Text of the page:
USAID, K4Health and the Health Communication Capacity Collaborative (HC3) are pleased to launch the Zika Communication Network (ZCN) —a reliable one-stop shop for Zika prevention and preparedness materials. ZCN curates essential, evidence-based tools and resources to help health and development professionals minimize the spread of Zika and related negative pregnancy outcomes using four key strategies:
- Social behavior change communication (SBCC)
- Vector control
- Delivery of maternal and child health and family planning services
- Research and development
There are many unknowns about the effects of Zika on pregnancy outcomes. We do not know, if a pregnant woman is exposed to Zika, how likely she is to actually contract the virus. We do not know, if a pregnant woman is infected with Zika, how likely she is to pass it on to her fetus. And we do not know, if her fetus is infected, whether, or at what point in the pregnancy, the infection will result in birth defects.
One thing we do know is that a couple of weeks ago, a baby girl was born in the U.S. with Zika and severe microcephaly — and similar events are occurring in Zika-affected countries around the world.
Microcephaly and other severe fetal brain defects are not the only outcomes detected among fetuses and infants infected with Zika before birth. Other related birth outcomes include eye defects, hearing loss, and impaired growth. At the same time, some babies whose mothers had Zika while pregnant or who had Zika themselves in utero are born free of symptoms or birth defects.
Expectant parents have no greater wish than for the safe birth of a healthy baby. Curbing the spread of Zika by preventing new infections, taking extra precautions to protect pregnant women from Zika, and helping women and couples prevent unplanned pregnancies are critical actions we must take at local, national, and global levels to ensure that no more babies and families have to endure preventable birth defects and other adverse outcomes related to the Zika virus.
The Zika Communication Network supports communities currently affected—and those that will soon be affected—by Zika by connecting responders with state-of-the-art knowledge and tools that they can readily use or adapt to their particular context and response plan. ZCN strives to contribute to the following goals:
- Empower communities to tackle the Zika epidemic with best-practice communication tools and resources.
- Provide health care workers on the front lines of preventing, diagnosing, and treating Zika and related negative pregnancy outcomes with high quality counseling materials and training resources.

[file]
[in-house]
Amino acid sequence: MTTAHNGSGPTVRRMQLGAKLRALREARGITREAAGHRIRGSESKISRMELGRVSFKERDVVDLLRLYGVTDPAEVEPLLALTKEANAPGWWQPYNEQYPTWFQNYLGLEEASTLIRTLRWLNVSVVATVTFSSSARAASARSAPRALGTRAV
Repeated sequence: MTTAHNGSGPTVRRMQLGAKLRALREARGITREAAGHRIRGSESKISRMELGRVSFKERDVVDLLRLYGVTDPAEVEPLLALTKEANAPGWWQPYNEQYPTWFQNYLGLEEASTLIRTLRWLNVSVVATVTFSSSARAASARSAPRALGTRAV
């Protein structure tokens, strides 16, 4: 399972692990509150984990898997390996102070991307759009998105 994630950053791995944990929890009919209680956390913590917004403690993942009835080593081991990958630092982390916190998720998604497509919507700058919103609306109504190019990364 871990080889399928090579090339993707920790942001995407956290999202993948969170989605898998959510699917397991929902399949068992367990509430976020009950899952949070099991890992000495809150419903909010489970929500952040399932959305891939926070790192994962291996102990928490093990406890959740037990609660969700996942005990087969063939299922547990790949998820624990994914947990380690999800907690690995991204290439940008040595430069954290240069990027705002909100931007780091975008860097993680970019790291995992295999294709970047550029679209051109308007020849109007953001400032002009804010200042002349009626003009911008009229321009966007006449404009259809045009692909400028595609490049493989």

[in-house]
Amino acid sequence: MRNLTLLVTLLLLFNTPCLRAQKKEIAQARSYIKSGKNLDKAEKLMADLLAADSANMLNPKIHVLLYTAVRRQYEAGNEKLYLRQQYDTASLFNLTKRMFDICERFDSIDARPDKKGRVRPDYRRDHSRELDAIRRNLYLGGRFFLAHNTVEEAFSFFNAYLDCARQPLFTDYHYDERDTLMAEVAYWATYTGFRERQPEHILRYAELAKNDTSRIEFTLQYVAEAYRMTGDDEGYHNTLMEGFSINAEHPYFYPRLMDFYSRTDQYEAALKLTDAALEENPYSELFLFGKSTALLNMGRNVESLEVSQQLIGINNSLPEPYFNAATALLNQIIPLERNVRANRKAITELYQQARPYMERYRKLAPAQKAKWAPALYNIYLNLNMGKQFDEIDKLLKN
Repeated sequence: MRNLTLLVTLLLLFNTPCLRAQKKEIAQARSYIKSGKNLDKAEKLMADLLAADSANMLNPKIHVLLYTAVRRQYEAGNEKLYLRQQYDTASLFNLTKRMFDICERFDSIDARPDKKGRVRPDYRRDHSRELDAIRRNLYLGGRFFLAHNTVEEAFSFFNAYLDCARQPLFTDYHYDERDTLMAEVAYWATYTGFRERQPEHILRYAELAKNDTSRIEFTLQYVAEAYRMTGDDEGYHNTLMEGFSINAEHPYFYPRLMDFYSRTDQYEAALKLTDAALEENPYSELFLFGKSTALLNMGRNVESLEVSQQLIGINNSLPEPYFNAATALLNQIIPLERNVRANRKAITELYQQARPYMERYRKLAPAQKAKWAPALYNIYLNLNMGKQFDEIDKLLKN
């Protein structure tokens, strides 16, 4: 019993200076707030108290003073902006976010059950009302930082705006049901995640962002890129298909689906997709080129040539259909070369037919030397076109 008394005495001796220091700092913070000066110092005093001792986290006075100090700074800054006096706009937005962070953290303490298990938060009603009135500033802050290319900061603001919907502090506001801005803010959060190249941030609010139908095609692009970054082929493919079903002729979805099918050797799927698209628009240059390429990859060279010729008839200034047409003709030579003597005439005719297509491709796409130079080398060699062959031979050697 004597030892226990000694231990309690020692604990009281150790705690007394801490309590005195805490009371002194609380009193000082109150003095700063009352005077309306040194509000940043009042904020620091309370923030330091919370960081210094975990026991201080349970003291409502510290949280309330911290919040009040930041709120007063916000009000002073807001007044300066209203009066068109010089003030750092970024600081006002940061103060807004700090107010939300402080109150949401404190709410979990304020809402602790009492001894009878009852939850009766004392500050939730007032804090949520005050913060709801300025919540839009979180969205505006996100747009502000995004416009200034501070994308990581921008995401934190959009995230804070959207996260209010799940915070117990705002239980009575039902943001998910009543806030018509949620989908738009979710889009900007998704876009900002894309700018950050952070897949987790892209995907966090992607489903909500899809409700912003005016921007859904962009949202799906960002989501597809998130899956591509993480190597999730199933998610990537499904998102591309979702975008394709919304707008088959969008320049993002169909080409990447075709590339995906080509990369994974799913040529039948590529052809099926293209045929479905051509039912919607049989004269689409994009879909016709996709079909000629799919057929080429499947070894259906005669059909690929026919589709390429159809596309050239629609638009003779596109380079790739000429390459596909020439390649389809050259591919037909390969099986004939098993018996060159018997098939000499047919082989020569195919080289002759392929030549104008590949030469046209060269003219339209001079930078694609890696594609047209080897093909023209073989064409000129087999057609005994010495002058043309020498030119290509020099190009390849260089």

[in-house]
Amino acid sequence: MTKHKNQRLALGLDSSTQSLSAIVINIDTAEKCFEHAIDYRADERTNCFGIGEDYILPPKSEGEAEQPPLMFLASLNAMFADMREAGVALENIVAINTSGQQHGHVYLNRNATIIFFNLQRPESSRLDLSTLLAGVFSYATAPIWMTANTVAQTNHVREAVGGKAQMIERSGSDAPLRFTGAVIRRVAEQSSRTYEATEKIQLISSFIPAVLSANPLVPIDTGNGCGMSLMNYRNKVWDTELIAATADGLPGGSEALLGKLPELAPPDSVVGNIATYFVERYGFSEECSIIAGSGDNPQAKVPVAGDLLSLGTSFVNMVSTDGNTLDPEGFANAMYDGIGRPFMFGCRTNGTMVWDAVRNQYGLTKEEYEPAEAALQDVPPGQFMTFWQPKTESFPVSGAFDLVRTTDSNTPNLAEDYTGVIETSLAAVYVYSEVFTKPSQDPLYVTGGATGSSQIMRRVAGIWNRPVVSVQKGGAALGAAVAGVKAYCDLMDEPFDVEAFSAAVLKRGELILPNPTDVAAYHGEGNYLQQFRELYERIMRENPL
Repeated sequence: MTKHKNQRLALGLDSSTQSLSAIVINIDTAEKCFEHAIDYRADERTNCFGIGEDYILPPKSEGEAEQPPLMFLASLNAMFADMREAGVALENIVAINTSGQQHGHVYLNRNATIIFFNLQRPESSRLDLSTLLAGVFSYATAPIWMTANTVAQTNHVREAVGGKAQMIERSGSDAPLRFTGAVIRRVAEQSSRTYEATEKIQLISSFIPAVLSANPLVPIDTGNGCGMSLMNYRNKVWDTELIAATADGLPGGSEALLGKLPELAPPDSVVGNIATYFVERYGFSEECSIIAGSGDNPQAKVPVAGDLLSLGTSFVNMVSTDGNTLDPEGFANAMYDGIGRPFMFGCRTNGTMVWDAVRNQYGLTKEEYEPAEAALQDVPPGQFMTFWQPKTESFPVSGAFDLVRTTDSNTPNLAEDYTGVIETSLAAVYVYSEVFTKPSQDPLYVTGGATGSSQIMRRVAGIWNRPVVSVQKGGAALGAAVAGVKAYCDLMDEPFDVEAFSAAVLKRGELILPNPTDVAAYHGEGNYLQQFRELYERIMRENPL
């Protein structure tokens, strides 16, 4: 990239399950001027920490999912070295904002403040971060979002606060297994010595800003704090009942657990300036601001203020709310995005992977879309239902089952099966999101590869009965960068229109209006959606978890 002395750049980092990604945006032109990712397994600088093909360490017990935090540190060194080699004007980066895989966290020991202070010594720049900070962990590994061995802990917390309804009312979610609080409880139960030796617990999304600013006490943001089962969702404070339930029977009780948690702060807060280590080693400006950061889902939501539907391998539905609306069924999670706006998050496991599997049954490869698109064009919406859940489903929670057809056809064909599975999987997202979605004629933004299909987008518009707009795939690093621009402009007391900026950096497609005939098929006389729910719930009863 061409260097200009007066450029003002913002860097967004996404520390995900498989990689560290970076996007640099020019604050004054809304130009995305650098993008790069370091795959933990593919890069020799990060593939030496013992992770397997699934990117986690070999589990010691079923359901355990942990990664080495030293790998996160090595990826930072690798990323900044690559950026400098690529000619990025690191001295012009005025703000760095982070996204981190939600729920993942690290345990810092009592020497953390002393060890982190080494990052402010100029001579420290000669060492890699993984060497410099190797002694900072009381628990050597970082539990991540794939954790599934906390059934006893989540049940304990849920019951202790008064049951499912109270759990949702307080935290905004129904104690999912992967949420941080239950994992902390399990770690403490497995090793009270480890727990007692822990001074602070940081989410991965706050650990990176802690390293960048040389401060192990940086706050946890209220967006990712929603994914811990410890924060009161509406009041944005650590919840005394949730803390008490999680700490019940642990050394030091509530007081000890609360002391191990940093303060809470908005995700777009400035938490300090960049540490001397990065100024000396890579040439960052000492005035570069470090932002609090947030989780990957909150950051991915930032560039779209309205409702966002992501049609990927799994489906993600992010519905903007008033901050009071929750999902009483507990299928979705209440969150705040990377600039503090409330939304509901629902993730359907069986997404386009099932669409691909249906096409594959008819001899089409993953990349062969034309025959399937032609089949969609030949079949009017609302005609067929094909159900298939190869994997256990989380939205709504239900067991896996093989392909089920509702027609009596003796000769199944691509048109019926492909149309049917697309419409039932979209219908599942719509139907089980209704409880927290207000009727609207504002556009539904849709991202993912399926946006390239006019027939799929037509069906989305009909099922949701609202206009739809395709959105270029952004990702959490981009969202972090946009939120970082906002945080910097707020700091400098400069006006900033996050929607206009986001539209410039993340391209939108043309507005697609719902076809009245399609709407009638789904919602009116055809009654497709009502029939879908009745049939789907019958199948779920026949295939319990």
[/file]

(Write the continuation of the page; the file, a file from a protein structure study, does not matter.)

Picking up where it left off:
- Equip leaders, including policymakers, health ministers, and other key players, with the curated information and resources needed to curb the spread of Zika and promote prevention.
In order to meet the pressing demand for Zika response tools, we’re launching the Zika Communication Network in beta form. We welcome feedback and suggestions for how to improve the site, and we encourage you to visit the ZCN regularly over the coming months as we roll out new features and expand our collection of curated resources.
This post was written by Elizabeth Futrell, MSPH, Content Development Lead/Program Officer II at the Knowledge for Health (K4Health) Project. K4Health is the flagship knowledge management project of the U.S. Agency for International Development (USAID) Bureau for Global Health, Office of Population and Reproductive Health. K4Health is led by the Johns Hopkins Center for Communication Programs (CCP) in partnership with FHI 360, IntraHealth International, and Management Sciences for Health (MSH).
Those interested in learning more about what messaging works for protecting women of reproductive age and pregnant women from the emerging threat of Zika should join a discussion beginning Wednesday, June 15 at 9am EDT on Springboard for Health Communication. Moderated by Anton Schneider, Senior SBC Advisor, USAID and Gael O’Sullivan, Principal Associate, International Health Division, Abt Associates, the discussion will also include representatives from CDC, WHO, PAHO, UNICEF, Johns Hopkins Center for Communication Programs and the Health Communication Capacity Collaborative. More information here.